Private pools[edit]

Private pools are either built into a private building, or in backyard of private properties. Typically used for private recreation or exercise, or for a venue of a pool party.

School pools[edit]

School pools function as a "classroom" where a PE class can teach students to swim and other water based exercises. As such school pools tend to be medium to large in area size, but might not be particularly deep, especially those belonging to a primary school. The pool is most likely divided into swimming lanes. Depending on school policy, there may be times when the pool is open for recreational purpose either to students or possibly the local community.

Community pools[edit]

A community pool is a quasi public pool, reserved for the use of a limited community, such as an apartment complex, a gated community, or a hotel. Most are destined for recreational use, but some might be equipped for excerise as well. But unlike a private pool, they are more likely have strict formal usage rules to keep the majority of the community happy.

Public pools[edit]

Some water slides at a water park.

A public pool might be owned and run either by the local government or by a private organization, but either way they are designed for the use of the general public. Public pools are the most likely to meet Olympic size needs, and normally have both swimming lanes for exercise or training, and also open unlaned areas for recreational use. Medium sized locations might even have a large waterside or two.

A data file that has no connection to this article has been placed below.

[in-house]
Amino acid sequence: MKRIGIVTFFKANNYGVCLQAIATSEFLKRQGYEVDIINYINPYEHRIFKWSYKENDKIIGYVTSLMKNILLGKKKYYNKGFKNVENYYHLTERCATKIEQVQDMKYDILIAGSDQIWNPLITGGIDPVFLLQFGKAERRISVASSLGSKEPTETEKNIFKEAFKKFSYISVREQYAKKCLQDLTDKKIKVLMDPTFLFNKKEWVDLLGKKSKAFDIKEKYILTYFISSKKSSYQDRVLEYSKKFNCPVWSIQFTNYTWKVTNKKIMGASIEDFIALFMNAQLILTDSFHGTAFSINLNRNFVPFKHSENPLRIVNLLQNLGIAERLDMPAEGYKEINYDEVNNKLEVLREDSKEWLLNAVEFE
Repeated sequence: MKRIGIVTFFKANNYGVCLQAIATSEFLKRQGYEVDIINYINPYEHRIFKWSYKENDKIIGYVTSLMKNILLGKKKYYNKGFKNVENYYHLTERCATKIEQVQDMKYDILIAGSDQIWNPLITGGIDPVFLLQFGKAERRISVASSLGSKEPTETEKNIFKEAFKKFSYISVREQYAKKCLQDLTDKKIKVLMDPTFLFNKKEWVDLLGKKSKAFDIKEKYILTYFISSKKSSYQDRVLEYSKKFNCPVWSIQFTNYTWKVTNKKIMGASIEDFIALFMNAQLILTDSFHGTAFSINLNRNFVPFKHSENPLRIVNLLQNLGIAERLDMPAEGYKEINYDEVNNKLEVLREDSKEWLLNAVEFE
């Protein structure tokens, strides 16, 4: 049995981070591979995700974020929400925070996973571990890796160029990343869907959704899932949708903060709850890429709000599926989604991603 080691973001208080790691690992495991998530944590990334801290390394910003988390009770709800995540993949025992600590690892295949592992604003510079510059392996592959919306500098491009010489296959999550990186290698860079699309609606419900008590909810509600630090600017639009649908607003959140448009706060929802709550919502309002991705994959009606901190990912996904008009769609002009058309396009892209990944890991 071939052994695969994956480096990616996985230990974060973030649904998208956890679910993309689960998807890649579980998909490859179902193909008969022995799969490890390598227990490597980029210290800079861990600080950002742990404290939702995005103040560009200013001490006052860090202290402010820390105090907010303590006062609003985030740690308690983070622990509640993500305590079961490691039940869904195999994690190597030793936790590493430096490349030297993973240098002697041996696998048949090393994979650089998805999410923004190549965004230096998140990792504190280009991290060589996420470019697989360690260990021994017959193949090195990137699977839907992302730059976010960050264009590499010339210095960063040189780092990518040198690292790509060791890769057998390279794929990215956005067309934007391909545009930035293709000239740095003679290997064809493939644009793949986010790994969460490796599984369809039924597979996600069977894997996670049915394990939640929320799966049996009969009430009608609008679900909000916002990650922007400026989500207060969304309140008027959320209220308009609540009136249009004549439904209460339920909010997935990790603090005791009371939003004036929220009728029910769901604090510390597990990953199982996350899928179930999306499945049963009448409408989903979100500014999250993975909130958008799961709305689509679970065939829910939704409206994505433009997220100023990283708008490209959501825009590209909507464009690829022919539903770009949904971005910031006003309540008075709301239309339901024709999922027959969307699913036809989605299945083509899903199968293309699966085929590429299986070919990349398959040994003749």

Larger, multi-pooled, and multi-slide locations are some times called water parks.

Sanitation[edit]

Swimming pool water must be maintained at low levels of bacteria and viruses to prevent the spread of diseases and pathogens between users. Bacteria, algae and insect larvae can also enter the pool without help from swimmers, and cause disease to swimmers and other people in the area.

Pumps and mechanical filters are often used to filter such pathogens out of the water. Chemical disinfectants, such as hypochlorous acid, sodium hypochlorite (household bleach), bromine, salt or mineral sanitizers, are used to make the water inhospitable to pathogens. These substances also turn the water into a faded blue/green color.[1] Chlorine reacting with urea in urine from bathers can create nitrogen trichloride, which has a teargas-type effect.[2]